1905: The End of the Omnipotent White Man
F. Roger Devlin, American Renaissance, January 17, 2020
The beginning of the 20th century may be taken as the approximate high point of Western world domination, if not necessarily of European civilization itself. Whites made up some 30 percent of the earth’s population and directly or indirectly controlled most of its territory; white economic and technological dominance were even more complete. American writer Lothrop Stoddard describes in colorful language our race’s serene confidence at that moment:
The thought that white expansion could be stayed, much less reversed, never entered the head of one white man in a thousand. Why should it, since centuries of experience had taught the exact contrary? The settlement of America, Australasia, and Siberia, where the few colored aborigines vanished like smoke before the white advance; the conquest of brown Asia and the partition of Africa, where colored millions bowed with only sporadic resistance to mere handfuls of whites: both sets of phenomena combined to persuade the white man that he was invincible, and that the colored types would everywhere give way before him and his civilization.
But in 1905, a surprising turn of events shocked white and non-white alike. Japan gained a decisive military victory over a sprawling European empire with a population more than three times its own: Russia. No one expected such an outcome, yet it was to prove a sign of much to come.
The road to war
Count Sergei Witte, chief architect of Russia’s industrial modernization in the late Imperial period, considered the Far East the most promising export market for Russian manufactured goods, and persuaded Tsar Alexander III (reigned 1881 – 1894) to authorize construction of the Trans-Siberian Railway to connect European Russia with its Pacific port city of Vladivostok. In 1895, he further proposed shortening the eastern segment of the route by cutting across Chinese-held Manchuria. China agreed to the proposal in exchange for a few bribes and the promise of a defensive alliance, and on the understanding that her sovereignty over Manchuria would be respected. But Russia had other plans, and quickly sent police and military units into Manchuria.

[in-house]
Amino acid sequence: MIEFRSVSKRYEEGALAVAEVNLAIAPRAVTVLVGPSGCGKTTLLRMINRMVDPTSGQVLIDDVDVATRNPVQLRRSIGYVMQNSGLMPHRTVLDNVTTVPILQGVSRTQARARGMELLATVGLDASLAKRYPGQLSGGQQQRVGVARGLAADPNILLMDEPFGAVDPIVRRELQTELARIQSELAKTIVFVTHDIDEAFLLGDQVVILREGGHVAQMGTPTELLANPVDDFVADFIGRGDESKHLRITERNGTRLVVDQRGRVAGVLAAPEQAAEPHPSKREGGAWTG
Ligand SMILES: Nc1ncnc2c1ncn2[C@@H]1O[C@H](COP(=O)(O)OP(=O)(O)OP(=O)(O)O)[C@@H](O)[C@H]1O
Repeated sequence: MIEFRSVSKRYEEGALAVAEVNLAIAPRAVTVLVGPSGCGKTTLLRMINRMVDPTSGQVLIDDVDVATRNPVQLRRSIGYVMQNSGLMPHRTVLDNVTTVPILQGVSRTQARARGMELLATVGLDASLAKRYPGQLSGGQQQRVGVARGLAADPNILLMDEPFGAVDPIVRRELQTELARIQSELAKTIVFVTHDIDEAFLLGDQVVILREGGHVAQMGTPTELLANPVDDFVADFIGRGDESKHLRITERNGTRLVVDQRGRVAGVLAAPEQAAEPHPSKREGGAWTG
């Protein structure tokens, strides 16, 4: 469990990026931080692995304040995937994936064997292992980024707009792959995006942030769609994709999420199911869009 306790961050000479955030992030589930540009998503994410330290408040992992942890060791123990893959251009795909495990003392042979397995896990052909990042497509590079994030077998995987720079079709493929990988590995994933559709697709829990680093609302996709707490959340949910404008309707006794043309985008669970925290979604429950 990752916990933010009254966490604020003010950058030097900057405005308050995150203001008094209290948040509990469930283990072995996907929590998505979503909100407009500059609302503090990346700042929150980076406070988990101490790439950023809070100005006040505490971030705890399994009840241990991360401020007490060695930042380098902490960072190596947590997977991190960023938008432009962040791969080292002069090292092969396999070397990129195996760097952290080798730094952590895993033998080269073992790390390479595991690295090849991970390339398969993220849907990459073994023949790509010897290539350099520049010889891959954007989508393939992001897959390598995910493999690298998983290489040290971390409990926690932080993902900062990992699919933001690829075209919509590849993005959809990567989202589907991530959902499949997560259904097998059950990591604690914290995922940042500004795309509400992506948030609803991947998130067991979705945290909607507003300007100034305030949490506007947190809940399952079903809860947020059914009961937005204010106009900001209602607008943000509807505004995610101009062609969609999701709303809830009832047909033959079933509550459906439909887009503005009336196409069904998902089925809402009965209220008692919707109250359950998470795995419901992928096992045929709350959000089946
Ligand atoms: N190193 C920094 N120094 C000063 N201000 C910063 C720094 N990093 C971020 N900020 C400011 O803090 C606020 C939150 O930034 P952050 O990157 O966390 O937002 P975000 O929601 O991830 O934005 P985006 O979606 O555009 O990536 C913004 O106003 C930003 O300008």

In 1898, Russia acquired a long-term lease on Port Arthur (now part of the Chinese city of Dalian), a naval base in southern Manchuria, and began building a new railroad linking it with the Trans-Siberian. By the winter of 1902-3, plans were afoot for outright Russian annexation and intensive settlement of Manchuria.
China was in a very weak condition and could do little but protest. The more serious threat came from Japan, which had its own imperial plans for the Korean peninsula bordering Manchuria. In 1902, the Japanese strengthened their position by concluding an alliance with Britain, also wary of Russian expansionism in the Far East. The two countries pledged to assist one another in safeguarding their respective interests in the region.
At this time, the Japanese offered Russia recognition of its interests in Manchuria in exchange for a free hand in Korea. In retrospect, this would have been best for both parties. However, Count Witte was dismissed in August 1903, and Russia’s Far Eastern policy started to drift, with no one in charge. Prominent Russian industrialists began displaying an ominous interest in Korea’s lumber resources. Japan, despairing of negotiation, started preparing for war in late 1903.
The Russians knew this, but did not bother with counter-preparations. They had nothing but contempt for the Japanese: Tsar Alexander III called them “monkeys who play Europeans,” and ordinary Russians joked that they would smother the “macaques” with their caps. It was a largely race-based overconfidence, and it was to prove fatal.
The fortunes of war
On February 8, 1904, Japan began military operations by attacking and besieging Port Arthur, sinking some Russian ships and incapacitating the rest. Having secured control of the sea, they landed troops on the Korean peninsula and advanced rapidly on Manchuria. Russia faced formidable logistical difficulties since the Trans-Siberian Railway was not yet fully operational; accordingly, they spent most of 1904 playing for time.
At the beginning of 1905, the Japanese forced the surrender of Port Arthur. A more decisive engagement, however, began the following month near the town of Mukden (modern Shenyang), some 240 miles to the north. It was the largest battle since Napoleonic times, pitting 330,000 Russians against 270,000 Japanese over a period of 18 days. The Russians abandoned the field after losing 89,000 men. The land war was over.